“Can you believe that guy?”
I looked up, startled to realize that the other tattoo artist, the one not working on me, is talking directly to me.
“What did I miss?” I asked sweetly, happy for the distraction for the needle making its way across the inside of my index finger.
“That guy was a pain in the ass. He was super picky…which is okay…because, I’m putting something permanent on a person’s body,” he says with a shrug and tone that is resigned, while the veins popping out on his forehead belie deep annoyance.
I nod, wide-eyed as he continues his rant, moving closer to me to inspect the work being done on my hand by Brian.
His outrage is obvious. I’m not exactly sure what to say in this moment so I do what I’ve learned to do with most angry people…I look him in the eyes and wait.
Sure enough..he continues.
“Three teenage mutant ninja turtles is ridiculous. I told him, ‘Look man, I won’t do the tattoo if you don’t want all 4. Three is stupid. I won’t do 3. You can get this tattoo somewhere else if you don’t like it.'”
“But he got it here anyway?” I question.
“Yes, because I’m the fucking best and he knows it.”
AH HA! There it is. This is a feeling I can relate to.
This guy is an artist. He knows his shit. And some guy who is slightly too old to be a millennial (and therefore way too old for a Teenage Mutant Ninja Turtle tattoo across his entire shin and calf) is questioning his judgment.
Tattoo artist is a rockstar.
Tattoo receiver is a doubter.
I have been there. Anyone who hones their craft over years of hard work has been there.
And yet…the job of the artist, the rockstar, the killer businessperson, the expert designer, the master gardener continues to be to slow down, explain your reasoning, state your boundaries, and try to bring other people along for the journey.
For the tattoo artist this means telling the guy what he will and won’t do and why the client’s judgement is bad.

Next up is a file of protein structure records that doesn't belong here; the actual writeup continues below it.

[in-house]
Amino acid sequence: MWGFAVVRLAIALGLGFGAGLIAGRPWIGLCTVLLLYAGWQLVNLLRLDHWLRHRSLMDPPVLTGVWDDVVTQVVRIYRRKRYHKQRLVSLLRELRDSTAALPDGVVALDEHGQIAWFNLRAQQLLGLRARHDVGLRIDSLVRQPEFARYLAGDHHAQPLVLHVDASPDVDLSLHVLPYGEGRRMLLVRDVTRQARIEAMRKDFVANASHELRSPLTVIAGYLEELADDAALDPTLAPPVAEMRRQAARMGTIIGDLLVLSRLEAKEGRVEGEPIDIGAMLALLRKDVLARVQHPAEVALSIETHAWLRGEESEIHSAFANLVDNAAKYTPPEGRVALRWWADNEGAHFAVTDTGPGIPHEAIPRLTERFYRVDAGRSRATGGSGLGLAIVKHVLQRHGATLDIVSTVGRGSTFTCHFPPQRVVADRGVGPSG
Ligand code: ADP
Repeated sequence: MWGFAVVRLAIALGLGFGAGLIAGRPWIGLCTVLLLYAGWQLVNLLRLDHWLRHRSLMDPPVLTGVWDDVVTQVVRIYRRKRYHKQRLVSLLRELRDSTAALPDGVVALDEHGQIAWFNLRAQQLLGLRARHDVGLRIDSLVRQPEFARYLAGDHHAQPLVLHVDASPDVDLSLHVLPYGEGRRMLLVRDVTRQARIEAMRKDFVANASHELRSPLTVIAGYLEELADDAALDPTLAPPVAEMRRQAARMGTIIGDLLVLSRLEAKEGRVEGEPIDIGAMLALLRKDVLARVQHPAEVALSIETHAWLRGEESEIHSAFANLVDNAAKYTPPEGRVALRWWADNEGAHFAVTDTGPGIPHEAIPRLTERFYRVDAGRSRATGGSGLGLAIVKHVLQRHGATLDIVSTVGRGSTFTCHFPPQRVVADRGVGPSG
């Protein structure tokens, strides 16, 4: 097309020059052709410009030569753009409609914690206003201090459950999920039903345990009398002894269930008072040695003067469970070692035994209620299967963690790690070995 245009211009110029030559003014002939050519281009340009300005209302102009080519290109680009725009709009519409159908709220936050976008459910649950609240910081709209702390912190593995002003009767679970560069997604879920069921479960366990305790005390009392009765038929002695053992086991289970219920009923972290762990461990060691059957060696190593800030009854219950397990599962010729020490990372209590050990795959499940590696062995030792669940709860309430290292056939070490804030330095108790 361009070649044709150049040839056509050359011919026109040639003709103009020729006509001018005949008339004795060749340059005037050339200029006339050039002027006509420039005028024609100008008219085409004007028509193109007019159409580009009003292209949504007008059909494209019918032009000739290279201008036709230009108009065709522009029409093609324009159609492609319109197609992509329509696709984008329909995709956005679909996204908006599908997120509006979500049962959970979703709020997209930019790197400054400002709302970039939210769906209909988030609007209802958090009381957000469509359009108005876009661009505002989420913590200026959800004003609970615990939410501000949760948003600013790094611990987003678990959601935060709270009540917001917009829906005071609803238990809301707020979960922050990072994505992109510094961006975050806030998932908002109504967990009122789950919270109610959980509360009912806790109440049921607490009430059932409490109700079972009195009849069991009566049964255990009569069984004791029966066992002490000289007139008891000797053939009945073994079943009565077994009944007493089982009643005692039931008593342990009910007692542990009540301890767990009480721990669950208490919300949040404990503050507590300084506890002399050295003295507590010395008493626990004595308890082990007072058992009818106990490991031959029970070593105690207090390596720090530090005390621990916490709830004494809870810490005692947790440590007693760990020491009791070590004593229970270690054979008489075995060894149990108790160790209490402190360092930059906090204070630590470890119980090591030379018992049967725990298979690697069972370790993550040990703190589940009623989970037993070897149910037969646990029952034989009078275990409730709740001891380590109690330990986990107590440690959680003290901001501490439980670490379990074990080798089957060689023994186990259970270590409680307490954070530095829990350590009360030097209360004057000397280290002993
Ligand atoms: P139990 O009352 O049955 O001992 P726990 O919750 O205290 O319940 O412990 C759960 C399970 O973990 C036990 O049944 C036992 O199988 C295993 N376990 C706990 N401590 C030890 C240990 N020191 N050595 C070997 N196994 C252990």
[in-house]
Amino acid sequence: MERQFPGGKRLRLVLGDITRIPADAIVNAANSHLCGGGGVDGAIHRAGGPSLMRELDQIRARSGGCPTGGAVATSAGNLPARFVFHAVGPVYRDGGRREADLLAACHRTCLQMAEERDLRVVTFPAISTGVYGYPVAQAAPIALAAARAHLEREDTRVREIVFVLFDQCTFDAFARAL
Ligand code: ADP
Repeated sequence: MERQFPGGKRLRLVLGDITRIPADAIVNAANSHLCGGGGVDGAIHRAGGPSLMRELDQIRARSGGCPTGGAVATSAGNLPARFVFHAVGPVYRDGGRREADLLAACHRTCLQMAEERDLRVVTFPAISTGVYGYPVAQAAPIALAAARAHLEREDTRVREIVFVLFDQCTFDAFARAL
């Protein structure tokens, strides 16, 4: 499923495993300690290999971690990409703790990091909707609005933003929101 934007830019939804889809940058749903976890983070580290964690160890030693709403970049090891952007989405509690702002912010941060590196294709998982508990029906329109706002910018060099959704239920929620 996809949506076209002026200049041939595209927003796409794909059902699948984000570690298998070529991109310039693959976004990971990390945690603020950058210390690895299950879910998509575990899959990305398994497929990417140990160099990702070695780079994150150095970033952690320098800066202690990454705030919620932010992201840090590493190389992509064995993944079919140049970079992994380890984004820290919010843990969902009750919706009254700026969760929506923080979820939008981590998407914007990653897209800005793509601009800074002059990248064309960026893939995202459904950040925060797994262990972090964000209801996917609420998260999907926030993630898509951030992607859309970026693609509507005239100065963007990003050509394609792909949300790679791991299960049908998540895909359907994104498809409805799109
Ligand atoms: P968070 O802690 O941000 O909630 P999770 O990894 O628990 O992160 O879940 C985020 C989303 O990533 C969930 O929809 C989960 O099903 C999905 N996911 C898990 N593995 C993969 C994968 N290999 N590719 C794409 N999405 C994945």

For me, lately this has looked like stating what I will do in a complex situation in a detailed but concise communication, with a request for a decision.
The tattoo artist’s fury is familiar. I can’t remember the last time I wasn’t trusted implicitly for my expertise and had to request trust. Its been a long while since my skill didn’t just speak for itself and I felt the need to prove myself. And yeah, that has the potential to make me want to react like my friend with the sleeves of tattoos that snake up his neck over his ears and onto his forehead.
He and I are different and the same.
And in seeing this, I can make room for the fact that sometimes the expert and their expertise face questioning, ignorance, criticism, and…let’s face it…even complete silliness. There is nothing special about the person who has done their 10,000 hours that protects them from facing the judgment or questioning of others.
Sometimes you just have to explain why 3 Ninja Turtles is a ridiculous idea and that you won’t do it.
Sometimes you might even have to just do 3 Ninja Turtles and let the dude walk around like a dope.
Sometimes you might need to keep the 4th Ninja Turtle to yourself and let the guy explain over and over why he only got 3.
Sometimes you just back-pocket the 4th Ninja Turtle because you know he’ll be back.
And sometimes you must insist on the 4th..because it matters and is a statement about the quality of your work and your expertise.
Choose your 4th Ninja Turtle carefully…for my part, Donatello is always a good choice.